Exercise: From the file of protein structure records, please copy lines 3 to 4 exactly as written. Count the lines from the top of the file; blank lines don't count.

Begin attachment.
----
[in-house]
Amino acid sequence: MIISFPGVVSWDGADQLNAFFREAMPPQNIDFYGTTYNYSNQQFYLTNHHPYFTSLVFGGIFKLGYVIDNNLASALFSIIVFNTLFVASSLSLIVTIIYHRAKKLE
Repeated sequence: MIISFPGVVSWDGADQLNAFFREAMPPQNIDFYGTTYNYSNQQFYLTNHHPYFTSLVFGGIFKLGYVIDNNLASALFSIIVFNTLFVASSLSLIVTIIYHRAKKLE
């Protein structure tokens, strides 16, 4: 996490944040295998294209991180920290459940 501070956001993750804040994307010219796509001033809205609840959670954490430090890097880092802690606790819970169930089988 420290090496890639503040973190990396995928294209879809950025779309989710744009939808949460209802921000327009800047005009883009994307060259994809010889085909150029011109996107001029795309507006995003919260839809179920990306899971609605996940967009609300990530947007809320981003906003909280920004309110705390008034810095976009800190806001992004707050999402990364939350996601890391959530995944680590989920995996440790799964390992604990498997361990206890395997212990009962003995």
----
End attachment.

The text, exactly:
Repeated sequence: MIISFPGVVSWDGADQLNAFFREAMPPQNIDFYGTTYNYSNQQFYLTNHHPYFTSLVFGGIFKLGYVIDNNLASALFSIIVFNTLFVASSLSLIVTIIYHRAKKLE
């Protein structure tokens, strides 16, 4: 996490944040295998294209991180920290459940 501070956001993750804040994307010219796509001033809205609840959670954490430090890097880092802690606790819970169930089988 420290090496890639503040973190990396995928294209879809950025779309989710744009939808949460209802921000327009800047005009883009994307060259994809010889085909150029011109996107001029795309507006995003919260839809179920990306899971609605996940967009609300990530947007809320981003906003909280920004309110705390008034810095976009800190806001992004707050999402990364939350996601890391959530995944680590989920995996440790799964390992604990498997361990206890395997212990009962003995």